Deepwater Operations
Luke Eaton, ConocoPhillips; Darryl Herrington, LLOG Exploration; and
John Thorogood, Drilling Global Consultant

How important do you think


deepwater operations are to the
oil and gas industry?
LE: At the end of 2009, deepwater
production was approximately
5 million BOPD of the 24 million
BOPD coming from offshore fields.
Deep water continues to be an area
where large fields can be found
and producedwith an attractive
economic return on investment. The
ability of the industryto explore
and produce fields in up to 10,000ft
water depth and lowercosts will
continue to drive exploration and
continueddevelopments.
DH: Deepwater operations are
where the new technologies are
being developed for advanced
stressloads and pressures that need
tobeaddressed. The technical
challenges, well costs, and, most
importantly, the higher requirements
for meeting government environmental
regulations are key factors to
beaddressed.
JT: Deep water will play a key role in
offsettingdecline in production from
the shallow-waterareas.

How have deepwater operations


changed over time?
LE: The world water depth record for
drilling was deepened to 6,448 ft in
1983 offshore the US east coast. The
current water depth record for a well is
10,194 ft. The world record for moored
rigs deepened from 3,691 ft in 1988 to
8,951 ft in recent years. In 1983, there
was only one rig in the world capable of
drilling in 7,500-ft water depths. There

are currently over 125 rigs capable of


drilling in over 7,500-ft water depths,
with another 81 under construction, on
order, or planned. Tubing size has also
increased for many wells, from 27/8 -in.
and 3-in. in the early 80s to more
commonly 4-in. and 5-in. today in
deep water. In recent years, intelligent
completions are also being installed
that allow controlling production
from multiple zones at the same time.
As developments moved into deep
water, tension-leg platforms (TLPs) and
spars are used instead of conventional
bottom-supported platforms. The first
TLP was installed in 1984 at a 486-ft
water depth. The water depth record
for TLPs is currently 4,674ft.
DH: Most of technology advancements
have led to automation and
improvements for deepwater drilling
well containment. The Macondo
incident in 2010 definitely resulted in a
surge in engineering technology and
engineering verifications that have
to be put in place for risk control and
safety for people and the environment.
JT: Operations have evolved
continuously in response to demands to
explore plays in progressively deeper
water. Learning proceeds by trial and
error. The pace of change is dictated by
the economics and is ultimately linked
to oil prices. In 1974, deep water was
regarded as being in 800 to 1,000 ft of
water; now the limits are an order of
magnitude greater. Key technologies
enabled the limits to be progressively
extended, aided by developments
in analytic tools and increases
in computing capability. Stationkeeping systems have been refined,
high-accuracy satellite navigation

technology became available, marine


risers and their connectors were
developed with the increased strength
needed to support the drilling and
environmental loads, and control
systems have enabled effective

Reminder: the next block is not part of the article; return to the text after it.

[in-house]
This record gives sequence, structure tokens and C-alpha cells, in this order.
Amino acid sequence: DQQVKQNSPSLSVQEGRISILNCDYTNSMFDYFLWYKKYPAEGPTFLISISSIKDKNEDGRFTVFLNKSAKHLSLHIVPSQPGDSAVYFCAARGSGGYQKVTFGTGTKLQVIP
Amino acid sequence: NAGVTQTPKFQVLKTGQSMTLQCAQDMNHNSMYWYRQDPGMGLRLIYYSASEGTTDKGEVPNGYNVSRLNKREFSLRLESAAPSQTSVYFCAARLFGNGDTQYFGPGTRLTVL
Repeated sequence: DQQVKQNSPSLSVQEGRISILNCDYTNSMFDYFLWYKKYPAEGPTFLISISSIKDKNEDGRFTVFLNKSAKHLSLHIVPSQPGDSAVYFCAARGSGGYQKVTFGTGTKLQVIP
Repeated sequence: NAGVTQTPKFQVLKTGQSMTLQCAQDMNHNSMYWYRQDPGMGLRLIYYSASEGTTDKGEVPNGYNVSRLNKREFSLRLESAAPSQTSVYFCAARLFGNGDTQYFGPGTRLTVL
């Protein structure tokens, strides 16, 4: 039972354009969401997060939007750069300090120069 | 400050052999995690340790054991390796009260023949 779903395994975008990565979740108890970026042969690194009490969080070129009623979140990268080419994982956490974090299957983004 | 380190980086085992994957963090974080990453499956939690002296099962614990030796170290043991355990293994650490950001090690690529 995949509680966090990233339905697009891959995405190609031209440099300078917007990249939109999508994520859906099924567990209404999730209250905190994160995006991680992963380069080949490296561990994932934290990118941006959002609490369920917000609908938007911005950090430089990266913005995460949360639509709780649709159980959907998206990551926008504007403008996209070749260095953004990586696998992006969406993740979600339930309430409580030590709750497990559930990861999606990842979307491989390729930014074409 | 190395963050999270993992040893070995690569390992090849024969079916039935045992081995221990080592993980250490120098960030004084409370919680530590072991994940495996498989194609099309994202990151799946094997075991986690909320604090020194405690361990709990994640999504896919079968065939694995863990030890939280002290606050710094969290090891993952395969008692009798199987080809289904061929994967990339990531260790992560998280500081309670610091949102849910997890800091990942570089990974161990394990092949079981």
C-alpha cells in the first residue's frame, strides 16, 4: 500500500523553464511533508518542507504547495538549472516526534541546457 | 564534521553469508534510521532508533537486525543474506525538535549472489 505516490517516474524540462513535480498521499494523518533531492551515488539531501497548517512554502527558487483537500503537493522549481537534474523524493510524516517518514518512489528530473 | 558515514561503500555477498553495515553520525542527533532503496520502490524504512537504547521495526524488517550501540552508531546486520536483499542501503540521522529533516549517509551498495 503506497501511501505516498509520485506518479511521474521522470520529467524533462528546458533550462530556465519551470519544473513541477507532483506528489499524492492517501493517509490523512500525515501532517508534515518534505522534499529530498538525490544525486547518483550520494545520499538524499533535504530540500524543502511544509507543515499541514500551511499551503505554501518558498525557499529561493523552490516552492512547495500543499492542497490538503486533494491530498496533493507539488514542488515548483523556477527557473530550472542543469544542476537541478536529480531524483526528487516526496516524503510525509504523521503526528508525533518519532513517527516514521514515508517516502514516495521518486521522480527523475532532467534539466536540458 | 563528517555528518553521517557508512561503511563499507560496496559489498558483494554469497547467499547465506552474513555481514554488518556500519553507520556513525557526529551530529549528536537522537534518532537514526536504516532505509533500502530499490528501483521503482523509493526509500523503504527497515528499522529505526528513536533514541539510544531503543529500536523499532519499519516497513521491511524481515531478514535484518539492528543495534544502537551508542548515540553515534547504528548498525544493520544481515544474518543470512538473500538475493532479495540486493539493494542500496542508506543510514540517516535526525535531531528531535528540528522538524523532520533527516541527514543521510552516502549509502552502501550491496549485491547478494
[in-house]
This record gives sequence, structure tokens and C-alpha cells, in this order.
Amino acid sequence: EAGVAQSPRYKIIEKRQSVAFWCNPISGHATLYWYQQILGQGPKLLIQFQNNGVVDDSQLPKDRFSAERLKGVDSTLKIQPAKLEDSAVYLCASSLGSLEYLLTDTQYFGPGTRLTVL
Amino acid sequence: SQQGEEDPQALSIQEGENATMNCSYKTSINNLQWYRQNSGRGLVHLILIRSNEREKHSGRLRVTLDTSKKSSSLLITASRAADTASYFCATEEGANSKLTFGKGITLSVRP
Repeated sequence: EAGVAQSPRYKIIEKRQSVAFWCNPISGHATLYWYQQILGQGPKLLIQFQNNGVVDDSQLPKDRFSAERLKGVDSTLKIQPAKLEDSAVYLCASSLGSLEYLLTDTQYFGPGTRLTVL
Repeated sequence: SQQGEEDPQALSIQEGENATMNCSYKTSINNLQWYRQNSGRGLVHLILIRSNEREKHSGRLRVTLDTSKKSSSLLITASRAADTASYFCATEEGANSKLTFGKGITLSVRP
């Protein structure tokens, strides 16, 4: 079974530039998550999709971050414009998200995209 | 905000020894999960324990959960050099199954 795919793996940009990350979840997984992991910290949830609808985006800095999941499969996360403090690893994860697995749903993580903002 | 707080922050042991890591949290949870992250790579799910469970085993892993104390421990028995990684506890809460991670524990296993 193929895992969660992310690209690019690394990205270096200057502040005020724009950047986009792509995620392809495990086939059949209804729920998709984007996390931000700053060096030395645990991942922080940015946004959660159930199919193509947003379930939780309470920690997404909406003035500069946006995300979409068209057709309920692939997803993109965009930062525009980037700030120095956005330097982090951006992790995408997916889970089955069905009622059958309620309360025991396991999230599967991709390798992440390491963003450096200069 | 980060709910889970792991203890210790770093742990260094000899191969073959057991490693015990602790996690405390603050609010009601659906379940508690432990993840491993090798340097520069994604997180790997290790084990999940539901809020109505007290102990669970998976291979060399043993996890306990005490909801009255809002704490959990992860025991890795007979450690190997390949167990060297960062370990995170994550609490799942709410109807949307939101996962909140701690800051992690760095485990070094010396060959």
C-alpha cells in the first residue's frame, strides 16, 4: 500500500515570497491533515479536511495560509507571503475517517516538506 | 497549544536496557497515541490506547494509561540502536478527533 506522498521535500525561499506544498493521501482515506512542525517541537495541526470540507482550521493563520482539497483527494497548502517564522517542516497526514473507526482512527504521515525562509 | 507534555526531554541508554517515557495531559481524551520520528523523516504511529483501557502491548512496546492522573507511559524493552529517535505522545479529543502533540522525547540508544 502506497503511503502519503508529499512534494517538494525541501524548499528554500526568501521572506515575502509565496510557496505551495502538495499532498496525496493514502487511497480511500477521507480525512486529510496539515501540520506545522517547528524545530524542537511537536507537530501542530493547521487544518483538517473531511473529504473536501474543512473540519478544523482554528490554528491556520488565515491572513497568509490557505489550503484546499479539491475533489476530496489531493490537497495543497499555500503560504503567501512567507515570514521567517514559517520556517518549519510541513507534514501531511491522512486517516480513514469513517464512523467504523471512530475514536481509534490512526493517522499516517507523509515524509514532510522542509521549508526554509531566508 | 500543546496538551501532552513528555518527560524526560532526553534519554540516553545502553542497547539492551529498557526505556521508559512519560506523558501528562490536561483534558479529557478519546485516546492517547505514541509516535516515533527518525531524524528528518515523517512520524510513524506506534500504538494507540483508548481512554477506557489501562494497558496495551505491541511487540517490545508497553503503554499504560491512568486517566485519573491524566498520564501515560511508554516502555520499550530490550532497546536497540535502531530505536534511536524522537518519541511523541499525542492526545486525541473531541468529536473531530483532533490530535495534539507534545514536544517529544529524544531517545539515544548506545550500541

communication with increasingly
complex subseahardware.

Where do you foresee attractive


future deepwater exploration and
production plays will be?
LE: The deepwater presalt discoveries
in Brazil are the largest in the industry
in decades, onshore or offshore.
The industry recently participated
in a presalt licensing round offshore
Angola. Subsequent to the licensing
round, an Angolan presalt discovery
was recently announced. The subsalt
Paleogene play continues in the Gulf
of Mexico (GOM), where several
discoveries have been sanctioned for
development. There has been a lot of
exploration activity in the GOM subsalt
Paleogene, so it is encouraging to start
to see thesanctioning of developments.
Several major operators are also
looking at deepwater exploration in
theArctic.
DH: Much of Latin America is
unexplored for offshore drilling.
Additional areas that are up and
coming are the northwestern waters
offshore Australia and southeastern
waters offshore Africa.
JT: Outside the big four regionsUS
GOM, Brazil, Angola, and Nigeria
we can expect to see deepwater
gas plays opening up in the eastern
Mediterranean and Black Sea. In
addition, there will be continued

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extension of the plays along west


African and South American coasts.
Other areas will include southeast
Asia, east Africa, and offshore India. In
the long term, increasing scarcity will
eventually increase pressure to explore
off the US east and west coasts.

How have government regulations


and recent events affected
deepwater operations and future
deepwater exploration?
LE: Since the Macondo incident in
the GOM, the US Bureau of Ocean
Energy Management (BOEM)
and the US Bureau of Safety and
Environmental Enforcement (BSEE),
the oil and gas regulatory arms of the
US government, have issued numerous
new requirements for the industry.
The BOP stack must now be pulled to
surface after drilling each well to be
retested. It is possible to keep a BOP
stack on the same well for potentially
an indefinite period of time as long as
it continues to function. Yet, if you drill
a single, shallow well that takes 30